King’s College Hospital NHS Foundation Trust has started using artificial intelligence (AI) to analyse scans and data to help with diagnostics and treatment plans for stroke patients.

The use of AI algorithms will help to speed up diagnosis across clinical services and help clinicians to personalise patient care.

Anonymised patient data will be processed by the AI Centre’s AIDE (AI Deployment Engine) technology to help build up a profile of the different types of strokes experienced by patients and what treatment is best for each specific case. AIDE is able to create a single interface for the deployment of many different AI tools, directly to NHS frontline services.

Professor Seb Ourselin, AI Centre deputy director, said: “This is a critical milestone into our journey to enable safe and robust deployment of AI innovations into the clinic. This could only be achieved through a strong partnership between the academic and industry sectors with the NHS. We are looking forward to scale-up our platform across our 10 NHS Trust partners and beyond.”

The AI Centre was launched in 2019 as part of the UK Government’s Industrial Strategy Challenge Fund. It is led by King’s College Hospital, King’s College London and Guy’s and St Thomas’ NHS Foundation Trust.

James Teo, professor of neurology at King’s College Hospital, added: “I am delighted to be the first user of the AI Centre’s AIDE solution. At King’s, we will be sharing the capabilities of artificial intelligence with colleagues across London to improve the lives of our patients. AI will hugely support our work and help us personalise care and treatment for patients through providing richer information about the individuals and their illness.”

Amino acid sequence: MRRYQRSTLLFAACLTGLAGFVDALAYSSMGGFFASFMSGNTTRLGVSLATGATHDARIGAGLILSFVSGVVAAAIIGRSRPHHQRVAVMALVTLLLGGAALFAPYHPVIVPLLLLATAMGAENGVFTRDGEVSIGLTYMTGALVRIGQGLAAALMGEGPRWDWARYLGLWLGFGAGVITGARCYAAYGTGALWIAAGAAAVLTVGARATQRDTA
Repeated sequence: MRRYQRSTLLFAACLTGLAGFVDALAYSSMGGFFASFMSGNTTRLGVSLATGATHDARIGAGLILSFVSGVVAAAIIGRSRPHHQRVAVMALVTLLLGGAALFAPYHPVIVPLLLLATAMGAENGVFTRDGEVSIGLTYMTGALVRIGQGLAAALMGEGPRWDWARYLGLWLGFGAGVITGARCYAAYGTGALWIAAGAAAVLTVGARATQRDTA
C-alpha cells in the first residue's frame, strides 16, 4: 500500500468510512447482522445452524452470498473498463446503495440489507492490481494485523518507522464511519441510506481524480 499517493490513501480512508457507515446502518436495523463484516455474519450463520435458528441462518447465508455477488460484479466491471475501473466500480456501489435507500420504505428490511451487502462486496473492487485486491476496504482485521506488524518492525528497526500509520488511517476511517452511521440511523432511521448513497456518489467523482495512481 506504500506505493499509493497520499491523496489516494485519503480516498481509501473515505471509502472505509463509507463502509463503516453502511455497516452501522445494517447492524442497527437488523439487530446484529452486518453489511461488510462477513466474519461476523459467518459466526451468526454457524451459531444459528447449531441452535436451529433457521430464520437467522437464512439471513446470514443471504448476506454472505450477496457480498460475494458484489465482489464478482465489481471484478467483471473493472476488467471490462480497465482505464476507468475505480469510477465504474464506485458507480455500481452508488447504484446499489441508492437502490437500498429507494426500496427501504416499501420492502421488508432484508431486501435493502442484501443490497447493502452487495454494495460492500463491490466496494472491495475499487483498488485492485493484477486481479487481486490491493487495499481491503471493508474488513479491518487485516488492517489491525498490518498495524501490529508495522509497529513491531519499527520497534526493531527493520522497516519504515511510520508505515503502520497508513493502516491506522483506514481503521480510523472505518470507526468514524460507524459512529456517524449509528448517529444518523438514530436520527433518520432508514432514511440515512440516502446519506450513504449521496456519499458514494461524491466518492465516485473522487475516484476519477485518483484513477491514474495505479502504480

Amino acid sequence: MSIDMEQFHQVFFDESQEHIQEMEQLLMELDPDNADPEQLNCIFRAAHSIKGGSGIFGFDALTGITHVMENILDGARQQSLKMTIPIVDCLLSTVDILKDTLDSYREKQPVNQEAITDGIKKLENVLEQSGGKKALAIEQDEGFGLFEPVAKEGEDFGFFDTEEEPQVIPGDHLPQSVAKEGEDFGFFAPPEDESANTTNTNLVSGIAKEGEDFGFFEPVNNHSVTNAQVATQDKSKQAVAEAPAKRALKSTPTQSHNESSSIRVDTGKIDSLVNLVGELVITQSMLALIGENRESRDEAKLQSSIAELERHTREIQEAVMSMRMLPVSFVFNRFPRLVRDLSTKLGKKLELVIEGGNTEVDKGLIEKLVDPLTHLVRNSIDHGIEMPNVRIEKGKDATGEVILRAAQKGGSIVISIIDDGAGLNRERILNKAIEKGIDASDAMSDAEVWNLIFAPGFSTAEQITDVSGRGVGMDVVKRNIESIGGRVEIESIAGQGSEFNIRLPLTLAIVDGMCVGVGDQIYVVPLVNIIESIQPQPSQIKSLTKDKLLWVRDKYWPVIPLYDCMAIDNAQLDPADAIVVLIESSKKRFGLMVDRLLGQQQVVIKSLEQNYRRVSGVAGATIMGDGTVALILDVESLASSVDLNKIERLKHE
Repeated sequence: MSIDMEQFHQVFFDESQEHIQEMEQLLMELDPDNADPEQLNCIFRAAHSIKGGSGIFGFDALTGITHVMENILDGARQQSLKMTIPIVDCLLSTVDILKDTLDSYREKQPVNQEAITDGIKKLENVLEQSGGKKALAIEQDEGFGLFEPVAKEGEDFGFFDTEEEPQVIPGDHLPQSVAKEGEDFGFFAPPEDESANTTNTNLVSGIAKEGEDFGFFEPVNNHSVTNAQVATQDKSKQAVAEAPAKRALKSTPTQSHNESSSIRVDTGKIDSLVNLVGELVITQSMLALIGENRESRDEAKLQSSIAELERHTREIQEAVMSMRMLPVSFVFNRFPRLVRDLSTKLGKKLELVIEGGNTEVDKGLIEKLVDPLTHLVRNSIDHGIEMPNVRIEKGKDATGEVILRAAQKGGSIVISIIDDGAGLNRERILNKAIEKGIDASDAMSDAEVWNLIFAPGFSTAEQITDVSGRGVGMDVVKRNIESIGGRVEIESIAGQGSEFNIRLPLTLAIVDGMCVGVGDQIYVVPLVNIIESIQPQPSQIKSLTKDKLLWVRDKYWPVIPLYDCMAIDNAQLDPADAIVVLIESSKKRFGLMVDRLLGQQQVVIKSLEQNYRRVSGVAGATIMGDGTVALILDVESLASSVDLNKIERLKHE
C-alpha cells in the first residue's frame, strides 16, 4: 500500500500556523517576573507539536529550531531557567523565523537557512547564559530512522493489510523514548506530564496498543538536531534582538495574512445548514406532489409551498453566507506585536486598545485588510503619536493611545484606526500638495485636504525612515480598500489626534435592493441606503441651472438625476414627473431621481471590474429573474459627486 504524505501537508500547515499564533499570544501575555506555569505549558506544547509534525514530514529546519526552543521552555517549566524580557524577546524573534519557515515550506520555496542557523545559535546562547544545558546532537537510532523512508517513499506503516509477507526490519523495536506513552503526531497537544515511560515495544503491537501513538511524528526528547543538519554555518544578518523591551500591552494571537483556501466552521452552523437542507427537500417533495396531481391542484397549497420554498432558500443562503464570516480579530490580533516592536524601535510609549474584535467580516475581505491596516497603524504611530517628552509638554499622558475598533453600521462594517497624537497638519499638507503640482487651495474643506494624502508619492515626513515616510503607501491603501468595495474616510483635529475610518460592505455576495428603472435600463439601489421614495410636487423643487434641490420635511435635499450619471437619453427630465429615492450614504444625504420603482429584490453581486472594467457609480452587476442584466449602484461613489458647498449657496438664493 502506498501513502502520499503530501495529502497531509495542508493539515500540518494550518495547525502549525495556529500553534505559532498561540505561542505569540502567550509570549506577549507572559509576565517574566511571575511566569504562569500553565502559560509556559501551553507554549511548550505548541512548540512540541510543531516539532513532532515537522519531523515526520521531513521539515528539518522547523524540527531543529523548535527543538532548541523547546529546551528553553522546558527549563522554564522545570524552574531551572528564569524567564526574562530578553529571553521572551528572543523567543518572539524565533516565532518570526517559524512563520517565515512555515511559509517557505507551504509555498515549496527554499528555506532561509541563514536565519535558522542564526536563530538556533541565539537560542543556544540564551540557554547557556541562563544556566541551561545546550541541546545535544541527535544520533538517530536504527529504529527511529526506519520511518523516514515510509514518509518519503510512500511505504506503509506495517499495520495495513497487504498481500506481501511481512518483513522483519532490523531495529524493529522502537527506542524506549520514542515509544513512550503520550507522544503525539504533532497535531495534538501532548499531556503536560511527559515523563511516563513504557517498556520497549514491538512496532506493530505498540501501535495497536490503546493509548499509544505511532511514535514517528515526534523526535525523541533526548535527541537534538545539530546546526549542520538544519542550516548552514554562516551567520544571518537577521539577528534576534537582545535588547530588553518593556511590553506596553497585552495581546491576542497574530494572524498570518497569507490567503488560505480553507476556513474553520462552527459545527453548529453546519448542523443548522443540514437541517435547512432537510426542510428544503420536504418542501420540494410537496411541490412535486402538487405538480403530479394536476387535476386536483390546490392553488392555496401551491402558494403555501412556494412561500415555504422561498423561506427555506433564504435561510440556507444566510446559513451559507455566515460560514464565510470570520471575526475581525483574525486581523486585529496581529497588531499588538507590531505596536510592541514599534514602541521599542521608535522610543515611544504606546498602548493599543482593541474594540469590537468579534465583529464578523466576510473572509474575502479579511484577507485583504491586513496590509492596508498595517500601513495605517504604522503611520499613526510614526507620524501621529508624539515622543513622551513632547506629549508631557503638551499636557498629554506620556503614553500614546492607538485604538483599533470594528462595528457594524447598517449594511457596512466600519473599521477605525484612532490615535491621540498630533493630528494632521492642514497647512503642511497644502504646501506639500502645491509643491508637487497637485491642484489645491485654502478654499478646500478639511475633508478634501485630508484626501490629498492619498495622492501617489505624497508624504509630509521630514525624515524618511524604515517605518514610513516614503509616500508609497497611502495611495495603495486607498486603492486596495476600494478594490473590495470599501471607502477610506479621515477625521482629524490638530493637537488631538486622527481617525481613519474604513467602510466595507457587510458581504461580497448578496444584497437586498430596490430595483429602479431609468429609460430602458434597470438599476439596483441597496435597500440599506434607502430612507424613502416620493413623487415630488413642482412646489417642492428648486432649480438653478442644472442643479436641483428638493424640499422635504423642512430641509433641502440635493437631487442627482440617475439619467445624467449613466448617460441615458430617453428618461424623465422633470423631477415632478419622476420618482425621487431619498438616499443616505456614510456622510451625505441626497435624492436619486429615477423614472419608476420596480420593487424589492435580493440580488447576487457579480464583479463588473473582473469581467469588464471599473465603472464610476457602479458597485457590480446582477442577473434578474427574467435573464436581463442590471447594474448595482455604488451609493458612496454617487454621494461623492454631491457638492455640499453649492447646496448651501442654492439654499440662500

The AI-powered stroke tool delivers finer details to help support decision-making over treatments and is expected to reduce the time taken to use AI models and directly increase the delivery of early interventions and treatment.

Haris Shuaib, head of clinical scientific computing and consultant physicist at Guy’s and St Thomas’ NHS Foundation Trust, explained: “AIDE is a clinical system that supports the deployment of multiple AI models into a hospital and integrates them with existing clinical workflow. This lowers the cost and effort to deliver cutting-edge med tech to the frontline, to improve patient outcomes and healthcare operations.”

The trust intends to roll out AIDE to other clinical areas at King’s College over time. AIDE is another AI tool developed by the King’s College Hospital team. Earlier this month it developed a computer-based algorithm named DRUML (Drug Ranking Using Machine Learning) to prescribe the best treatment for liver cancer.